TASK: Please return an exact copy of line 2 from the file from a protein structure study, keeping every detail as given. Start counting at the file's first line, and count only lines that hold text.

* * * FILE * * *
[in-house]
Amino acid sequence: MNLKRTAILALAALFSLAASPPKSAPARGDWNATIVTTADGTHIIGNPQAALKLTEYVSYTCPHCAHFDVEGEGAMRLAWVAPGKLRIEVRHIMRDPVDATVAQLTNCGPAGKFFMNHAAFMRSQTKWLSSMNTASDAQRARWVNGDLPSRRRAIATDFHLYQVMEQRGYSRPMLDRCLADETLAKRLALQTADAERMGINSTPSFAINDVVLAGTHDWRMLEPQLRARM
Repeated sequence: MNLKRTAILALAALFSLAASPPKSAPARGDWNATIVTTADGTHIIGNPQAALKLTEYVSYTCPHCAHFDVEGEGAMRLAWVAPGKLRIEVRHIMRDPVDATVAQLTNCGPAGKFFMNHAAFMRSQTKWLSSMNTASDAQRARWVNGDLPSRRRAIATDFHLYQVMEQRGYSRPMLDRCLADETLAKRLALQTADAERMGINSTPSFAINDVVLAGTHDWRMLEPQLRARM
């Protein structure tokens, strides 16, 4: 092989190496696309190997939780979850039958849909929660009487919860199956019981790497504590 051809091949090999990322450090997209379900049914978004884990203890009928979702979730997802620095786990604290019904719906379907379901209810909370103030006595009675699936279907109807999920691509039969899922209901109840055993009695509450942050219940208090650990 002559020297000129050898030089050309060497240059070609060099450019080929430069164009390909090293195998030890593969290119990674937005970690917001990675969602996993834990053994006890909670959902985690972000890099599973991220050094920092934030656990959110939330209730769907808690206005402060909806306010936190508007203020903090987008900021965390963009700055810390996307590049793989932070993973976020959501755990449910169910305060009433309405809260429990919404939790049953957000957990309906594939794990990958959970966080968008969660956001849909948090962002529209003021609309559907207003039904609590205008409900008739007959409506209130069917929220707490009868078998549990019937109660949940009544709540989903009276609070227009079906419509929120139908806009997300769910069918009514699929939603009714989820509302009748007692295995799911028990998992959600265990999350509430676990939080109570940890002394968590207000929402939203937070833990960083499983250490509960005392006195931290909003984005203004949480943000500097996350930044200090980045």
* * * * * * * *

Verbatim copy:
Amino acid sequence: MNLKRTAILALAALFSLAASPPKSAPARGDWNATIVTTADGTHIIGNPQAALKLTEYVSYTCPHCAHFDVEGEGAMRLAWVAPGKLRIEVRHIMRDPVDATVAQLTNCGPAGKFFMNHAAFMRSQTKWLSSMNTASDAQRARWVNGDLPSRRRAIATDFHLYQVMEQRGYSRPMLDRCLADETLAKRLALQTADAERMGINSTPSFAINDVVLAGTHDWRMLEPQLRARM